The Process of Science

Scientists everywhere use a similar
process to study the world. You might have heard it called the scientific
method or scientific inquiry, but whatever you call, it doing science
involves asking questions and methodically investigating answers. It
all starts with observing and wondering: what do you see, smell, and hear? Part of
the scientific process is making notes and keeping track of your questions.
Otherwise you might forget something important. Once upon a time there was a
boy named John who liked to draw sketches of what he saw.
One day while exploring he discovered a rocky outcrop that was home for Eastern
Phoebes. He noticed it had a dark bill, a white throat, a faint yellow belly, and
when it puffed up its crest, he noticed the bird’s head his was big compared to its body. He watched it for a while and noticed the Phoebe pumps its tail up and
down a lot when it’s perched on a branch. He wondered, how do they make their nests? How many eggs do they lay? Why do Phoebes sing more in the morning? So John had moved to the next step in the scientific process, and this can be
one of the hardest things about the process of science: asking questions in a
way that makes them suitable for an investigation. But I thought all
questions are good, right? I’ve heard there’s no such thing as a bad question.
Yes, but some are pretty hard to test. For example, back to John’s question, “Why do Phoebes sing more in the morning?” Yeah! I wonder why do they sing at all? Is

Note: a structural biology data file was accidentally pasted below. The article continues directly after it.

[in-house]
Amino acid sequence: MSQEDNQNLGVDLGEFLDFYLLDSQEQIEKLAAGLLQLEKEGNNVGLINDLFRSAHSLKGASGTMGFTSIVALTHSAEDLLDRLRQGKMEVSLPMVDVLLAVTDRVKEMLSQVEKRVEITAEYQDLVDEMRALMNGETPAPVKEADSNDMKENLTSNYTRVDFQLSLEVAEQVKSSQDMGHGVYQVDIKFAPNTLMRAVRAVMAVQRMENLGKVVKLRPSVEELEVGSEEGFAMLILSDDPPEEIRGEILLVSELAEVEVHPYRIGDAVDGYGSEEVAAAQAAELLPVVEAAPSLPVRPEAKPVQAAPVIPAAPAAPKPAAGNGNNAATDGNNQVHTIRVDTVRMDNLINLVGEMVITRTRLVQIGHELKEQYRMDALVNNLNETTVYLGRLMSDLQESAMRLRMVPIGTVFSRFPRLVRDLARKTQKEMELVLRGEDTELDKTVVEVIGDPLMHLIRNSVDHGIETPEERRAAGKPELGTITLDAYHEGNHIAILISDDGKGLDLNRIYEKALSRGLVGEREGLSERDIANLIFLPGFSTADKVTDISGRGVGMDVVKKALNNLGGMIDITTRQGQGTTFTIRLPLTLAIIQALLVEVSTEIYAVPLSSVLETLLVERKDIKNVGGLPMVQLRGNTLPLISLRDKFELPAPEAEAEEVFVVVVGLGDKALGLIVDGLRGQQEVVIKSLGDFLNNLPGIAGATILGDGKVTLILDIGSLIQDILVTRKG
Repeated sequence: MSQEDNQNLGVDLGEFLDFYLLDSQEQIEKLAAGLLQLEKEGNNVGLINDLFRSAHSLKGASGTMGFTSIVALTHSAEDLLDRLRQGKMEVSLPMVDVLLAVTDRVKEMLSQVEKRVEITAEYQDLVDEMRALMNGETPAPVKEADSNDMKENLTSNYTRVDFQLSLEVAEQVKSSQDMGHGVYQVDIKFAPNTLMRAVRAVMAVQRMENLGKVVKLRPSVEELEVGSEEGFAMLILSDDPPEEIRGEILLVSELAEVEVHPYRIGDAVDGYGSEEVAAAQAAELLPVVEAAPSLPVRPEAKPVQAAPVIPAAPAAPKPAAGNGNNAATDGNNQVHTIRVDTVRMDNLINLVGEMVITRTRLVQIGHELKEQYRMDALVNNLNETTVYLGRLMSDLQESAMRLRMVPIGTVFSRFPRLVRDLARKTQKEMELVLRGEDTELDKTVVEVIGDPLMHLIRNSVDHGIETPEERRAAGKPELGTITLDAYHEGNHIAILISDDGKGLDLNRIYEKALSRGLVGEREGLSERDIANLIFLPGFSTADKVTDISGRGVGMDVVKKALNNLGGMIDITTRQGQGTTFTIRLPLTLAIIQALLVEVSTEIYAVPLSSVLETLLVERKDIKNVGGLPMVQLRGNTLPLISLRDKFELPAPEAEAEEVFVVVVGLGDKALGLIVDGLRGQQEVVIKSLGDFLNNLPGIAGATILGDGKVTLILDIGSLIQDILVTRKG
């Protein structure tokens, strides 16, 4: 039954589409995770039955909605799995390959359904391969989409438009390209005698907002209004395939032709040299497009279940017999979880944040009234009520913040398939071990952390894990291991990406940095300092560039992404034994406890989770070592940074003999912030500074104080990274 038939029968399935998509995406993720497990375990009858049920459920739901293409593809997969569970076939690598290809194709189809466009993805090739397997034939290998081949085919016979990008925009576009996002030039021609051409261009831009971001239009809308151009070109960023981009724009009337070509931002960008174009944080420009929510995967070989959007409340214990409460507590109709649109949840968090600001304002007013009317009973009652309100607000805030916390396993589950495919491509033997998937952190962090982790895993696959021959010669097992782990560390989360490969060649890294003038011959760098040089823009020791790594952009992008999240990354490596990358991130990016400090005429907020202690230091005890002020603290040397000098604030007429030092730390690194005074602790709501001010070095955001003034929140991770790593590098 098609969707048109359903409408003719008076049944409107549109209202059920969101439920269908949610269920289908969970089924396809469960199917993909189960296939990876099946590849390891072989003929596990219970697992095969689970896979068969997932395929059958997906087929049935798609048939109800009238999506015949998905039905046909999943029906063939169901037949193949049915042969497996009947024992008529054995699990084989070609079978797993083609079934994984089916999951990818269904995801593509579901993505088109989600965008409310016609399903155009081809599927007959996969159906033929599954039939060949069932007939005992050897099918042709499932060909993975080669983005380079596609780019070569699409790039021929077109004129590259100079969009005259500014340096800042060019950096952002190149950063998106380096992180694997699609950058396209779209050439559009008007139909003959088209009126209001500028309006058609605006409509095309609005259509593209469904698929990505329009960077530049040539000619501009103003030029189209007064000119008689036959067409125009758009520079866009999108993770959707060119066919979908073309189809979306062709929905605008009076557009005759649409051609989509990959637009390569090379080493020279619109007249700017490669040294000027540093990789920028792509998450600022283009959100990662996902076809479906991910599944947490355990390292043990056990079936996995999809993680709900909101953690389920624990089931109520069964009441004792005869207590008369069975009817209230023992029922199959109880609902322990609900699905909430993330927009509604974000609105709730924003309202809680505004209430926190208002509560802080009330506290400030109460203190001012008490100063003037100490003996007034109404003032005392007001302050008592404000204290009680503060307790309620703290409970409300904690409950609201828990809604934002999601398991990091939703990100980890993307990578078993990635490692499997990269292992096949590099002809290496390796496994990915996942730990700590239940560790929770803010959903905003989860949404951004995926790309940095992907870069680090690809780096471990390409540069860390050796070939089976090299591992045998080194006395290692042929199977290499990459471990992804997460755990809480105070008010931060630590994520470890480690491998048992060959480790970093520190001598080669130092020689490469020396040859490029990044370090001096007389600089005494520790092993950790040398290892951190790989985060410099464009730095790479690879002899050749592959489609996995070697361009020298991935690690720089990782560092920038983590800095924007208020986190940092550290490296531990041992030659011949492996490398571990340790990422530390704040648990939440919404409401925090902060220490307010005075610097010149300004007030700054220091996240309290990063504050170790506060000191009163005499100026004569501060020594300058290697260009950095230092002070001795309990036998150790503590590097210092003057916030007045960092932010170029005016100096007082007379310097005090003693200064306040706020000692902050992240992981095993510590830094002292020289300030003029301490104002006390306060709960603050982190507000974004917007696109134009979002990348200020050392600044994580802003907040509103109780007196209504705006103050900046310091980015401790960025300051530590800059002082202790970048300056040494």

it because they’re happy? Are they hungry or lonely? Are they musical?Is it the
weather or because they’re looking for a friend? There are so many possible
explanations. So many variables. As a scientist you could ask questions
all day. The trick is to narrow one down and get specific. With John and his
eastern Phoebes, maybe it went something like this: I wonder where the Phoebes are
going? Do Phoebes migrate? Well, yes. Will Phoebes come back to this area next year? Hmm. Maybe. Will Phoebes come back to this nest? Hmm. Will these Phoebes come back to this
nest next year? This is an interesting question because John noticed that most
birds abandon their nests when their chicks are grown and don’t usually come
back the next year. Now, John had observed the Phoebes in the same nest on the rocky outcrop for a few years in a row. He wondered if this
year’s birds were the same birds that were here last year. Maybe some were and maybe some weren’t. It was a mystery he thought he could solve. And because his